Lisa Lightner [00:06:55]:

Okay, so as a parent, just as a person who watches TV, I’m on social media, I have friends, I actually still see newspapers and magazines. I feel like mental health is being talked about more. And we’re seeing of course, we just closed out Mental Health Awareness Month, and we’re seeing a lot more about self care and more, do this, do that. Do you feel like we’re kind of reaching a threshold where people are more aware or do you think sometimes I feel like it’s been so watered down at this point.

Dr. Stephanie Fields [00:07:33]:

Yeah, I don’t really feel that that’s the case, at least the families that I’m seeing. So I’m seeing families that are having concerns. But I really do think our families I think that our world is kind of too hurried and too stressed and there’s kind of too much we have to do. And I think that we really need to focus on, I’m going to say, four major areas of mental health, which would be exercise. Regular exercise is so important for mental health. Excellent sleep, even good sleep would be great, is really important. Healthy food and then appropriate socializing. And frankly, even for your population of special needs kids, a lot of times we need to make sure these things are in place before a diagnosis can happen. Because sometimes if these are not in place, kids don’t look good. So if a kid’s not getting sleep, they really can look like they’ve got ADHD. And then once you get sleep in order, they’re able to pay better attention. They’re able to manage themselves much better. So they’re really crucial to mental health and just your functioning in life.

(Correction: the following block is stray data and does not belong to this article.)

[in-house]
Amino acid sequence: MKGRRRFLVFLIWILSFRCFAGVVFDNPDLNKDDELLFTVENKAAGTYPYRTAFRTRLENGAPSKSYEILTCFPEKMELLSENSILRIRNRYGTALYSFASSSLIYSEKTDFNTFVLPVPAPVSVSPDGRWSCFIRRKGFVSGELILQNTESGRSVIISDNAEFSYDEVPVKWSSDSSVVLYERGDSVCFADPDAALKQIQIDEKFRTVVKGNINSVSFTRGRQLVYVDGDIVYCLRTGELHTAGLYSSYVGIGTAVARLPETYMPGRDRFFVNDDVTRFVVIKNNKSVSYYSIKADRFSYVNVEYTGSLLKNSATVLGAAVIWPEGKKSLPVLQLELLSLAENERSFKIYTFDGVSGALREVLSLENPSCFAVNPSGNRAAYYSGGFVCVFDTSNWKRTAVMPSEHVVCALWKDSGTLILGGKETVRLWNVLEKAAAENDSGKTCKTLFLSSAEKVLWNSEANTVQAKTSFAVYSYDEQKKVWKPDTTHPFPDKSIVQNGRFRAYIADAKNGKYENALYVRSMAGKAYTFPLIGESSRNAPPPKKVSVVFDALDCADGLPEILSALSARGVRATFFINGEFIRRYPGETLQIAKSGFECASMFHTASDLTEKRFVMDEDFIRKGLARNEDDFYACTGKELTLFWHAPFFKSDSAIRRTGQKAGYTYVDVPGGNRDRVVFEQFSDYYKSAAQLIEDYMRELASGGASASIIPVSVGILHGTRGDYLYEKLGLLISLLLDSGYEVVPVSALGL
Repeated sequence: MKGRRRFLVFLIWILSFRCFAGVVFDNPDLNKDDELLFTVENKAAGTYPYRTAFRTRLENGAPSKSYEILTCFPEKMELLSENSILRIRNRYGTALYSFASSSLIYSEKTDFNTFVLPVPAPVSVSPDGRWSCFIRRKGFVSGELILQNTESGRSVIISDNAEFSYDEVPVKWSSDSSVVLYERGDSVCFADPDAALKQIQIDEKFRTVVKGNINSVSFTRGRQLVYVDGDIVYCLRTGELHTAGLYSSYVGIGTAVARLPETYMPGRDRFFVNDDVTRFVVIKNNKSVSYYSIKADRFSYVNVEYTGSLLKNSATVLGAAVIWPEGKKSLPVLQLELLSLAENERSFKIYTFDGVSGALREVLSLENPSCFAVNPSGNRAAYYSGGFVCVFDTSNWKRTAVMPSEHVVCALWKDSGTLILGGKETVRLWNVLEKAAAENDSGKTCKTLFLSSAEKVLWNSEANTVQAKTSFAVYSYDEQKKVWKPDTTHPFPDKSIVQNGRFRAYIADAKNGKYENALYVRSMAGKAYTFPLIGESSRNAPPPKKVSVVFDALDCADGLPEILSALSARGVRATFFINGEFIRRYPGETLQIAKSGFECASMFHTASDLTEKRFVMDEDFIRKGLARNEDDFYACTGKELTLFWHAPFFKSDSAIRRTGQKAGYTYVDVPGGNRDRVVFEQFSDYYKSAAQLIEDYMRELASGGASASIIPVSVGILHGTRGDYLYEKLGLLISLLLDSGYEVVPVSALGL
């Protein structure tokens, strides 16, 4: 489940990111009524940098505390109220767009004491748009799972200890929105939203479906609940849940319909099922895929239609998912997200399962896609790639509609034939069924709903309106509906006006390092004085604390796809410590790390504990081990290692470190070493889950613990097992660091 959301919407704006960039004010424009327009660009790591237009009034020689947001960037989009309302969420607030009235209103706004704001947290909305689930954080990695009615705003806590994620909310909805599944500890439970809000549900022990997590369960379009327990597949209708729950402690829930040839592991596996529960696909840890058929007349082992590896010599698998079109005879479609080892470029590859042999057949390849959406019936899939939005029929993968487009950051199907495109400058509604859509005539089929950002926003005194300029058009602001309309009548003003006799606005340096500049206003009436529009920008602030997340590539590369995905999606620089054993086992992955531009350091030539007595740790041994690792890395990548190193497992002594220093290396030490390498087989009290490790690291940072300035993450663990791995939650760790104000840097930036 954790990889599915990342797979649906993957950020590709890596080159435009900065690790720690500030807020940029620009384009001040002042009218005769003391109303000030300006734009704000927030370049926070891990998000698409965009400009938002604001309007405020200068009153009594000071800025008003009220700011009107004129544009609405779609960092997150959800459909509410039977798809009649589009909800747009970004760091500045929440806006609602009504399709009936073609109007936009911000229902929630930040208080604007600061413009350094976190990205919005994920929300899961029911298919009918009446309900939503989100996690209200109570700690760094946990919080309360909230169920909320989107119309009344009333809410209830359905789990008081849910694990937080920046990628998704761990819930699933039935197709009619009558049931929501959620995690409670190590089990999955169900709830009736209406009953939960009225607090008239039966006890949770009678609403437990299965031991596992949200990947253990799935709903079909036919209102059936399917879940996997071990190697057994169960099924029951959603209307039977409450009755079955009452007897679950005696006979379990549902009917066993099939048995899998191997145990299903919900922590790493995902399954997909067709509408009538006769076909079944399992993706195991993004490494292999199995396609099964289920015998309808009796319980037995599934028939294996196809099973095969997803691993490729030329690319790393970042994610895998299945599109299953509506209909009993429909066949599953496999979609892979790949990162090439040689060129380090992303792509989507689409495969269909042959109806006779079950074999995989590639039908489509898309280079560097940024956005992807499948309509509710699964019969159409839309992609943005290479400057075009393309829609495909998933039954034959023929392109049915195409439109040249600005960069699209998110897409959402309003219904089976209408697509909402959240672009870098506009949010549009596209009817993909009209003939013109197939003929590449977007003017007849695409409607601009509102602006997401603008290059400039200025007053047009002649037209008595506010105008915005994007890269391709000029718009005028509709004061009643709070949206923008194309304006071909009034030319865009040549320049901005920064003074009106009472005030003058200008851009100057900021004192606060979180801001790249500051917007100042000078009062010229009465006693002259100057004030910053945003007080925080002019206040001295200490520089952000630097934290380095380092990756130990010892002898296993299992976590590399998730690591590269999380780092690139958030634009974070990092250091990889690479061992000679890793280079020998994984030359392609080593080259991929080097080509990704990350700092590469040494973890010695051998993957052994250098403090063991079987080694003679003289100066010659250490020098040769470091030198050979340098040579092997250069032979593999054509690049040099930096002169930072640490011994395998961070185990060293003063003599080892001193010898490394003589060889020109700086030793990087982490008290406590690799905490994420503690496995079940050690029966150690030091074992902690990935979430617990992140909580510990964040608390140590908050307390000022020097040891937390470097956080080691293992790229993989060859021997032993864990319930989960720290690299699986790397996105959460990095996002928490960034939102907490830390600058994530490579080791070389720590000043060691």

Lisa Lightner [00:08:39]:

So how long would you say if you’re doing the four things that you said and problems are still there. How long would you give it? I know not after a week, but six months, twelve months? What if it’s, you know, I’m enforcing a bedtime, we eat healthy, we exercise, or my child does sports and things still aren’t improving.

Dr. Stephanie Fields [00:09:00]:

I would say right away, I don’t think you need to wait. It takes long enough to get those things into place. And so that when they are in place, if you got everything in place and there are still problems, you don’t need to wait.

Lisa Lightner [00:09:10]:

Okay, that’s good to know, because I think there’s still I’ve encountered it actually twice this week with two different groups of friends. The kind of stigma around taking medication for mental health issues. And it was the well, if she did mindfulness, and yoga and this and that, and it’s like and when the kid’s saying, mom, I’m doing all that and it’s not helping yes.

Dr. Stephanie Fields [00:09:35]: